I am a long-time user of source code management tools, for many years I used Microsoft Visual SourceSafe (VSS). I tried several times to understand and use Git but found the learning curve rather steep and went back to my comfort zone of VSS. As the use of GitHub grew over recent years I came to the conclusion that the time was right to dive in and find out what Git was all about and start using it.
My first port of call when needing to learn some new technology over the last couple of years has been Udemy and I was pleased to find the course “Git Complete: The definitive, step-by-step guide to Git.” The course helped me get to grips with the fundamentals of Git, in particular, the basic difference between VSS and Git. VSS works with the concept of a single master repository for the project source code. For me this meant hosting that repository on a local network attached hard disk so that it could be accessed from any one of the several computers and virtual machines I use for my work. Git on the other hand, does not have the same concept of a master repository. The repositories of Git can be hosted locally and/or on any number of remote computers. Within the repository the is a master branch but no particular repository is considered the master. I encourage anyone wanting to know more about Git to take the course linked above.
Historically, Git is a command line tool and I prefer to work in a UI most of the time. When I decided to start using Git for all my work I searched for a nice, stable UI client. Several are available and initially I chose SourceTree from Atlassian. While it worked quite well there were some things I didn’t like about it and I switched to using GitKraken from Axosoft and I have been using it exclusively for my projects for a couple of years. Axosoft is very active in bringing new features to GitKraken and they offer excellent support for Pro version users. The Pro version allows commercial use and also adds some extra features. At the time of this writing the price is $49/year.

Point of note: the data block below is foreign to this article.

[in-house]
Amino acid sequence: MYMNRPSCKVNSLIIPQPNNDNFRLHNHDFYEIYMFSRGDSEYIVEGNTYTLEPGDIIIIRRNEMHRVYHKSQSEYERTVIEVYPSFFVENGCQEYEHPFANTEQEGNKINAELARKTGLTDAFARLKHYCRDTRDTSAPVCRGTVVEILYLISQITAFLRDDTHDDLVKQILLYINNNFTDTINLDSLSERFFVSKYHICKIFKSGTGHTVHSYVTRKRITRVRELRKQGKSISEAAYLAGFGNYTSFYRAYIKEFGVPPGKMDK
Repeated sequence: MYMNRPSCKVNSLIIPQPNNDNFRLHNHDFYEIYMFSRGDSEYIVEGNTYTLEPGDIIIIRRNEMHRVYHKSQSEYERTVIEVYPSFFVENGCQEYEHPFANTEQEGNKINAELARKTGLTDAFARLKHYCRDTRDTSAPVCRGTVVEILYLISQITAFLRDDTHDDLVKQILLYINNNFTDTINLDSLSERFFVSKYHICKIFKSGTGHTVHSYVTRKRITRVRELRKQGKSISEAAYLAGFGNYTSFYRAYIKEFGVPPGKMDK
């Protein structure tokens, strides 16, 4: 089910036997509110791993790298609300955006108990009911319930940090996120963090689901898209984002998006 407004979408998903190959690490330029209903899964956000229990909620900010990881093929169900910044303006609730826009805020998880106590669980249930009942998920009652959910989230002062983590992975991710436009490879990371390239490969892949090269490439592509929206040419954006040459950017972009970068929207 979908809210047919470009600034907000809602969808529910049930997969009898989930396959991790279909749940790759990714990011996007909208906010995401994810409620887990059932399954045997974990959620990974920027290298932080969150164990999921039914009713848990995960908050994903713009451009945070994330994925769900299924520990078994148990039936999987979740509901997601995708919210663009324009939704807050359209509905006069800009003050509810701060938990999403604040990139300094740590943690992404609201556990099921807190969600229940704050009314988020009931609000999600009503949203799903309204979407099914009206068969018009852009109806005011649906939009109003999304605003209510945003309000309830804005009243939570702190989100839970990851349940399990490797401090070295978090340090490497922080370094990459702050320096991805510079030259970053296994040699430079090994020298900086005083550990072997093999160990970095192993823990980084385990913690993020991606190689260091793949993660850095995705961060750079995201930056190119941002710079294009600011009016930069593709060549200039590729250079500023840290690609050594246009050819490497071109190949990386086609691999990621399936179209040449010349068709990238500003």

So, to address the title of this blog; why should you be using Git? Having a good control of your project source code with source code management system is the obvious answer, however, that is not the only reason. What I have found is that Git allows me to experiment with code changes and designs with greater freedom. I just don’t get concerned about trying a radical update to my code for fear of breaking an already working project.
The reason for this is embodied in the best practices published on GitHub, “Commit early and often.” With Git a “commit” is a snapshot of your code changes at that moment. More than that however, Git marks each commit with a unique ID and provides the tools to manage these commits so that reverting to a previous commit is relatively easy. This means that one always has the tools available to go back in time to before a code-breaking change was made. For me, being this free to experiment with code in the secure knowledge that any wrong decisions may be undone really makes a difference to my work flow. Plus, if you do make a code breaking change that goes unnoticed for a while, git allows comparison of file changes between any two commits. GitKraken offers this file compare in its UI, however I prefer to use an external “diff” tool, Beyond Compare. I have it setup in GitKraken as my default diff tool.
If you would like to learn more about GitKraken and Git just visit the GitKraken channel on YouTube.
So, what are you waiting for? Sign up for the Udemy course, download GitKraken, and watch their tutorials. Your code productivity and creativity will both increase.